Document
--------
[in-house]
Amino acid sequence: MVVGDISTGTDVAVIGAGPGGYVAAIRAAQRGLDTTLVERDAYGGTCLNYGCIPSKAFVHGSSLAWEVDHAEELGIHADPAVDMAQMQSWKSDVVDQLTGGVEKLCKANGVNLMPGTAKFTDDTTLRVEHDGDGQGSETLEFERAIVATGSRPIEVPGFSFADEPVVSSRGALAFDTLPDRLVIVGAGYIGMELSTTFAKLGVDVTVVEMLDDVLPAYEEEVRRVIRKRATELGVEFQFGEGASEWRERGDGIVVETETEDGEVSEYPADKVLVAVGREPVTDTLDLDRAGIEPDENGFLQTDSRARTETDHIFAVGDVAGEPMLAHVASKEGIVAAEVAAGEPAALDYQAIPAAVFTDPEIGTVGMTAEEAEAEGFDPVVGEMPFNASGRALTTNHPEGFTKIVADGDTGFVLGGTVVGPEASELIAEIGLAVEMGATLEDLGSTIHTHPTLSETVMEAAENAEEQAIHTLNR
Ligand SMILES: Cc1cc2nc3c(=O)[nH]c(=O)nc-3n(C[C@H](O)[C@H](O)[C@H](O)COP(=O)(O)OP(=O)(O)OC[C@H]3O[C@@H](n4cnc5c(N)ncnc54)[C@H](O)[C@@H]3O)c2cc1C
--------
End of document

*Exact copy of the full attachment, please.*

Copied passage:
[in-house]
Amino acid sequence: MVVGDISTGTDVAVIGAGPGGYVAAIRAAQRGLDTTLVERDAYGGTCLNYGCIPSKAFVHGSSLAWEVDHAEELGIHADPAVDMAQMQSWKSDVVDQLTGGVEKLCKANGVNLMPGTAKFTDDTTLRVEHDGDGQGSETLEFERAIVATGSRPIEVPGFSFADEPVVSSRGALAFDTLPDRLVIVGAGYIGMELSTTFAKLGVDVTVVEMLDDVLPAYEEEVRRVIRKRATELGVEFQFGEGASEWRERGDGIVVETETEDGEVSEYPADKVLVAVGREPVTDTLDLDRAGIEPDENGFLQTDSRARTETDHIFAVGDVAGEPMLAHVASKEGIVAAEVAAGEPAALDYQAIPAAVFTDPEIGTVGMTAEEAEAEGFDPVVGEMPFNASGRALTTNHPEGFTKIVADGDTGFVLGGTVVGPEASELIAEIGLAVEMGATLEDLGSTIHTHPTLSETVMEAAENAEEQAIHTLNR
Ligand SMILES: Cc1cc2nc3c(=O)[nH]c(=O)nc-3n(C[C@H](O)[C@H](O)[C@H](O)COP(=O)(O)OP(=O)(O)OC[C@H]3O[C@@H](n4cnc5c(N)ncnc54)[C@H](O)[C@@H]3O)c2cc1C